Colonel Howard-Bury appears to have been intrigued by this scrap of what he seems to have regarded as local folklore, but, like all who have had contact with them, he had such respect for the Sherpas, that he included the incident in a report that he sent to Katmandu, capital of Nepal, to be telegraphed on to his representatives in India. And this is where the strange mistakes began. It appears that Colonel Howard-Bury in noting the name given by the Sherpas either mistransliterated it or miswrote it: he also failed to realize that he was dealing with one of several kinds of creatures known to the Sherpas and that they, on this occasion, apparently both in an endeavor to emphasize this and for the sake of clarity used as a generic term for all of them, the name kang-mi, which was a word foreign to their language. This is a Tibetan colloquialism in some areas, and is itself partly of foreign origin even there, in that kang, is apparently of Chinese origin while miis a form of Nepalese meh. The combination thus meant “snow creature.” His metoh would better have been written meh-teh, a name of which we shall hear much, and which turns out to mean the meh or man-sized tehor wild creature. However, the Indian telegraphist then got in the act and either he dispatched this word as, or it was transcribed in India, as metch.

The recipients in India were unfamiliar with any of the languages or dialects of the area but they were impressed by the fact that Howard-Bury had thought whatever it might be, important enough to cable a report, so they appealed to a sort of fount of universal wisdom for help. This was a remarkable gentleman named Mr. Henry Newman who has for years written a most fascinating column in the Calcutta Statesman on almost every conceivable subject and who has the most incredible fund of information at his finger tips. This gentleman, however, did not really know the local languages or dialects of eastern Tibet and Nepal either, but this did not deter him from giving an immediate translation of this metch kangmiwhich, he stated categorically, was Tibetanfor an “abominable snowman.” The result was like the explosion of an atom bomb.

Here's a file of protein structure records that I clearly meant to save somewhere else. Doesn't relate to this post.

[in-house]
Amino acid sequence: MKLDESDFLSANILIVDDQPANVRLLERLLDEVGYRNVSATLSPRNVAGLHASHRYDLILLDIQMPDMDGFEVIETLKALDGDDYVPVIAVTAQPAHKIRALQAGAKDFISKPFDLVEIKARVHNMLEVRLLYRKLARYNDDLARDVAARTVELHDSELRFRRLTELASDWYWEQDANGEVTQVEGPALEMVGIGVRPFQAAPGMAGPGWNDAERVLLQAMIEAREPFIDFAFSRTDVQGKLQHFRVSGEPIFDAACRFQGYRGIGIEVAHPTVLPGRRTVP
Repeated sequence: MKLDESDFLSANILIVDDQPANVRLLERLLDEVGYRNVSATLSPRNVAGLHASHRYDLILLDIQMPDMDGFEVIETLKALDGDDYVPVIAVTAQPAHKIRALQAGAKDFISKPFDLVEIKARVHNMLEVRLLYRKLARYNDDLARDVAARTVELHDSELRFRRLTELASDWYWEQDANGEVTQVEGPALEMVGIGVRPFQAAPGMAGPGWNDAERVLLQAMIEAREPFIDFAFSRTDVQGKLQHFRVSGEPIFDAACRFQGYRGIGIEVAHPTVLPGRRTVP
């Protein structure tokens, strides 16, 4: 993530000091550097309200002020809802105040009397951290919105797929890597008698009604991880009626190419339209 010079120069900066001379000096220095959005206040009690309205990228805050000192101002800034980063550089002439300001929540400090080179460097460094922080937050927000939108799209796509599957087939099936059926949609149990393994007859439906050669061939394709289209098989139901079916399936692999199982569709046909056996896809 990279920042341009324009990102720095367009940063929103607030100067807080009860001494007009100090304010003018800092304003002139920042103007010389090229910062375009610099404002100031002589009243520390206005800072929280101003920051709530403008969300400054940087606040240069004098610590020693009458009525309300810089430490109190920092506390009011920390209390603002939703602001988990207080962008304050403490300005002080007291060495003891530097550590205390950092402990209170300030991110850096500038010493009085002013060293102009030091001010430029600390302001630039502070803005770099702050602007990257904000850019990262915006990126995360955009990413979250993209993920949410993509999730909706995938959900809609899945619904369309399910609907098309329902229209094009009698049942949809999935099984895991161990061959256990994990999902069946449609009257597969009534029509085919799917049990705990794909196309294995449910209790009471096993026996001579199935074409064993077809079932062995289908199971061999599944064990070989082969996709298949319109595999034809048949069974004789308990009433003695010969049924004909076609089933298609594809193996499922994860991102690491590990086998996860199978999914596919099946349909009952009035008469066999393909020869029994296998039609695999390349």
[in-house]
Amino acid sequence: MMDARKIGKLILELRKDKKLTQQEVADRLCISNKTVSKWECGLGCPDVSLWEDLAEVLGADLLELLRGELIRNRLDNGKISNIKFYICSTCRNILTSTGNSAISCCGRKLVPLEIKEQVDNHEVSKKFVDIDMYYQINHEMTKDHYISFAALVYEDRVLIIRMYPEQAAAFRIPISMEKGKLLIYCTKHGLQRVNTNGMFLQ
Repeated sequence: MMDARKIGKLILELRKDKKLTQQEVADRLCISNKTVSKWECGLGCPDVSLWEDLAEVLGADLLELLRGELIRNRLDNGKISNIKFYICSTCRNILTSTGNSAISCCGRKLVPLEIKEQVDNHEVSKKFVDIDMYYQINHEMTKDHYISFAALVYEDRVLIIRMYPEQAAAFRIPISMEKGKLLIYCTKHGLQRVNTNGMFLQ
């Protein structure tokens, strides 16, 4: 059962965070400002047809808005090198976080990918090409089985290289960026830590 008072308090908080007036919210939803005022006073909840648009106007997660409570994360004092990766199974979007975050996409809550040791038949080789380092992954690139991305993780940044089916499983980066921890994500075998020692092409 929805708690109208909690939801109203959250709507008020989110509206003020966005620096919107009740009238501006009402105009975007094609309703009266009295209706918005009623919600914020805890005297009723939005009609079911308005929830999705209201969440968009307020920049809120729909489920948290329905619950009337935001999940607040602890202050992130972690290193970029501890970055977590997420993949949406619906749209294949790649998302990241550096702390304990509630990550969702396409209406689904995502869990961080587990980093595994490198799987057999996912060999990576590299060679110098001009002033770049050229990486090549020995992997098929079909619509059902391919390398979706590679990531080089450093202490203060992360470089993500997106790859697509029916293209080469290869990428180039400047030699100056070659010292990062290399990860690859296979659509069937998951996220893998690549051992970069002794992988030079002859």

Nobody, and notably the press, could possibly pass up any such delicious term. They seized upon it with the utmost avidity, and bestowed upon it enormous mileage but almost without anything concrete to report. The British press gulped this up and the public was delighted. Then there came a lull in the storm. During this time, it now transpires, a number of eager persons started a fairly systematic search for previous reports on these abominable creatures, and they came up with sufficient to convince their editors that the story was not just a flash in a pan, but a full-fledged mystery that had actually been going on for years.

Ivan T. Sanderson

BTW, this member of the Slick-Johnson Snowman expeditions, during his MonsterQuest interview, also misstated the educational background of Tom Slick. This person said that Slick was a graduate of Harvard, probably in “physics.” Actually, from primary research I conducted on his educational records and family history, the public record clearly demonstrates that Tom Slick graduated from Yale with a degree in premedicine biology, as referenced in Tom Slick: True Life Encounters in Cryptozoology (Fresno, CA: Craven Street-Linden Press, 2002).

While the story-telling of the MonsterQuest episode was excellent, with Adam Davies-led trek into the region of Nepal being intriguing, Ian Redmond’s ecological statements truly educational, and Dr. Jeff Meldrum’s footprint conclusions, of course, spot-on, I found it important to add a bit of a postscript so this continued uncomfortable business about “foul-smelling” being associated with the term “Abominable Snowman” gets explained with a look at the record (again) as quickly as possible.

++++++

Thank you.

About Loren Coleman